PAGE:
Originally created 02/09/02

University uses poultry grease to heat buildings

ATHENS - Could chicken fat be the fuel of tomorrow? Some scientists at the University of Georgia think so.

In fact, at times over the past couple of weeks the entire campus has been heated with grease - burning poultry fat, yellow restaurant grease and similar "biofuels" - in one of the giant steam boilers that produce hot water and heat for buildings across the campus.

All without a single odor complaint, said Tom Adams, outreach coordinator in the Department of Biological and Agricultural Engineering.

In tests that began the last week of January and are scheduled to run through the end of next week, Mr. Adams and consulting engineer Bob Synk have found that such fuels might be a surprisingly good alternative to fuel oil. They can be cost-competitive, and animal products are safer to handle and may have less environmental impact than coal and oil, they say.

The potential is great, said Mr. Synk, head of Athens-based Project Management Resources Inc. The nation's dependence on foreign oil is increasingly seen as a national security threat, and the U.S. energy plan calls for supplying up to 20 percent of the country's energy needs through alternative fuel sources within two decades, he said.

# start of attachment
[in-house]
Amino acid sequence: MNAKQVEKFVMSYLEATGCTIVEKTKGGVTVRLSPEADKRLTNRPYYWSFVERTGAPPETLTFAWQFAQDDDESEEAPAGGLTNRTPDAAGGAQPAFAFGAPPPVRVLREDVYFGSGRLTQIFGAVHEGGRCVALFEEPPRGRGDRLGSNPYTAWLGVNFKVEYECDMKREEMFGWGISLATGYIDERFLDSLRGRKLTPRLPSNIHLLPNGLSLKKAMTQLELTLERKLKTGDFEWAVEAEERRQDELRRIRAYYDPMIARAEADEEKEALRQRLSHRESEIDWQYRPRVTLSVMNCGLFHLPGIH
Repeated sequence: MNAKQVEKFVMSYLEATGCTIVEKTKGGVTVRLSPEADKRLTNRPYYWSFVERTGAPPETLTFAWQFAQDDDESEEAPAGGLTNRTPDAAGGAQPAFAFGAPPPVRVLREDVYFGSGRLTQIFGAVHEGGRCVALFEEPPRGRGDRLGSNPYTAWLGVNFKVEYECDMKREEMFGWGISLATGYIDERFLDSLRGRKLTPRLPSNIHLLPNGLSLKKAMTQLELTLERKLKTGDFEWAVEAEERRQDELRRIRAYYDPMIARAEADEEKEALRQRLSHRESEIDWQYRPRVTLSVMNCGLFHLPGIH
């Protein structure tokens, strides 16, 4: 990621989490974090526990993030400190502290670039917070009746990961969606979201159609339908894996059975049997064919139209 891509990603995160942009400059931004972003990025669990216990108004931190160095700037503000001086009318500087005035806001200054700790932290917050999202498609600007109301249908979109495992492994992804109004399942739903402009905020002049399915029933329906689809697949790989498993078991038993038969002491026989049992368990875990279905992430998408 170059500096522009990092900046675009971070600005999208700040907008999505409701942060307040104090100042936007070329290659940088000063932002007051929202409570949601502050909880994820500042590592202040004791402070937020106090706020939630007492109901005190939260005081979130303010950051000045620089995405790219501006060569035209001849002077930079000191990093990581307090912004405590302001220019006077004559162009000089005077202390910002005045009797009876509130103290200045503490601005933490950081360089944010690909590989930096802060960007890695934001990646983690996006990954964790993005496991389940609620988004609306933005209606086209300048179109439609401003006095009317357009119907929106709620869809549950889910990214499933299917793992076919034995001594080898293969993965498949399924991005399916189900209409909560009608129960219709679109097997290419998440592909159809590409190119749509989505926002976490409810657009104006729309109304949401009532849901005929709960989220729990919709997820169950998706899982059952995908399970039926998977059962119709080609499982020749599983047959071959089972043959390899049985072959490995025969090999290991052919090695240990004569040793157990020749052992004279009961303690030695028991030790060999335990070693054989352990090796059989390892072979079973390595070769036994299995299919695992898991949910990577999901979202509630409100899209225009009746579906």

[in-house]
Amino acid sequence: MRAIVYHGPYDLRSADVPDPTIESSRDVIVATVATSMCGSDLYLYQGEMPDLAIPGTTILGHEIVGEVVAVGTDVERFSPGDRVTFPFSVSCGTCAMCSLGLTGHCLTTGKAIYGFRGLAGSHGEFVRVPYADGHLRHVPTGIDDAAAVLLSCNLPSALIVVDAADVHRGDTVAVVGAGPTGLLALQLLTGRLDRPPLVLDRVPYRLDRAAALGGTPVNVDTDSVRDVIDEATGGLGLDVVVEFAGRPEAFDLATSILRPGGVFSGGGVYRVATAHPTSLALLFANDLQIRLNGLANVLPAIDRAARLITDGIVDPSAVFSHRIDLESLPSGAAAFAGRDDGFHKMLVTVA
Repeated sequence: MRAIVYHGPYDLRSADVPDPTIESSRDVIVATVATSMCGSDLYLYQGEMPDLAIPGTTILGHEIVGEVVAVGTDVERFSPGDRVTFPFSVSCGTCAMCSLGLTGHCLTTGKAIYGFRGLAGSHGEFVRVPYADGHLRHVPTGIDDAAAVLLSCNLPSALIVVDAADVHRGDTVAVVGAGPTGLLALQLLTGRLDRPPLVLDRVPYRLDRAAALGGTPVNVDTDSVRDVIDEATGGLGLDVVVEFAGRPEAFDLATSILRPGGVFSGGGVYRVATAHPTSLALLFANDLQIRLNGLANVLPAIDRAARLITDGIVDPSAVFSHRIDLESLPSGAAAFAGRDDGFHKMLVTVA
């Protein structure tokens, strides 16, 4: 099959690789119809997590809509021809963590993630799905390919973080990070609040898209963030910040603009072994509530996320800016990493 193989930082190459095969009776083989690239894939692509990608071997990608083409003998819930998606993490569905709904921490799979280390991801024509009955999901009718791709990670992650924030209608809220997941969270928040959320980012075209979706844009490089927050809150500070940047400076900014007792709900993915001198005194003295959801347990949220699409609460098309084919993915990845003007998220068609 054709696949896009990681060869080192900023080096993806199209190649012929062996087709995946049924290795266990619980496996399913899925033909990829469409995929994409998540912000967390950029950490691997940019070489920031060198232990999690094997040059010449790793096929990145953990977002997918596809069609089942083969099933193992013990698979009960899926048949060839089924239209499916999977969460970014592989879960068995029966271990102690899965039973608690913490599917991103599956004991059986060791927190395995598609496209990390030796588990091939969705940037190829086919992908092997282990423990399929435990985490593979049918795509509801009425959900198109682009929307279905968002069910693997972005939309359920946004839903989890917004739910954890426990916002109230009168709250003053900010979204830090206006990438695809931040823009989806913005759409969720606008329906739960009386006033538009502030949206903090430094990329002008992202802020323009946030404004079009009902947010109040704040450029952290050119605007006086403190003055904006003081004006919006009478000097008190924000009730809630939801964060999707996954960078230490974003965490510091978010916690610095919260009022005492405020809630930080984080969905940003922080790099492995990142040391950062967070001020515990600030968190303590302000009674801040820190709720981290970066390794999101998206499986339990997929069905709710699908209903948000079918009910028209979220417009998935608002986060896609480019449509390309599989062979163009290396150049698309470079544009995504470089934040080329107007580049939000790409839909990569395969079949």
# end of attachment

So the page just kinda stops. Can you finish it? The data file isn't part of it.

And while going to war over petroleum is an all-too-real scenario, going to war over chicken fat is not.

The United States produces about 11 billion pounds a year of poultry fat, yellow grease (from restaurants), "choice white grease" (pork fat) and tallow (beef fat), Mr. Adams said. A big chunk of that is produced right here in Georgia - the poultry industry alone produces about 2 million pounds of chicken fat a week, he said.

The research is being financed by two industry groups, the Georgia-based U.S. Poultry & Egg Association and Illinois' Fats and Protein Research Foundation.

The Augusta Chronicle recently ran a series of stories about alternative fuels. Click on the date to read the story:

Jan. 27, 2001: With stricter environmental laws and ongoing political unrest in the Middle East, many in rural America say the answer to the country's energy woes is ethanol, a fuel additive made from corn.

Jan. 29, 2001: United Energy Distributors in Aiken is the nation's first "biofuel retailer," according to the National Ethanol Vehicle Coalition.

Jan. 30 2001: The United States depends on foreign oil while many other countries, including Brazil, have vehicles burning 100 percent ethanol.

Jan 31, 2001: Energy company Diamond Shamrock was talking about building an ethanol plant in rural Dumas, Texas, but things got quiet after the company was acquired by a major oil producer.

Feb. 1, 2001: Researchers say they are improving ethanol to the point where the natural fuel performs as well as gasoline.

Feb. 2, 2001: An expected increase in ethanol demand has Midwestern states vying to be the market leader.


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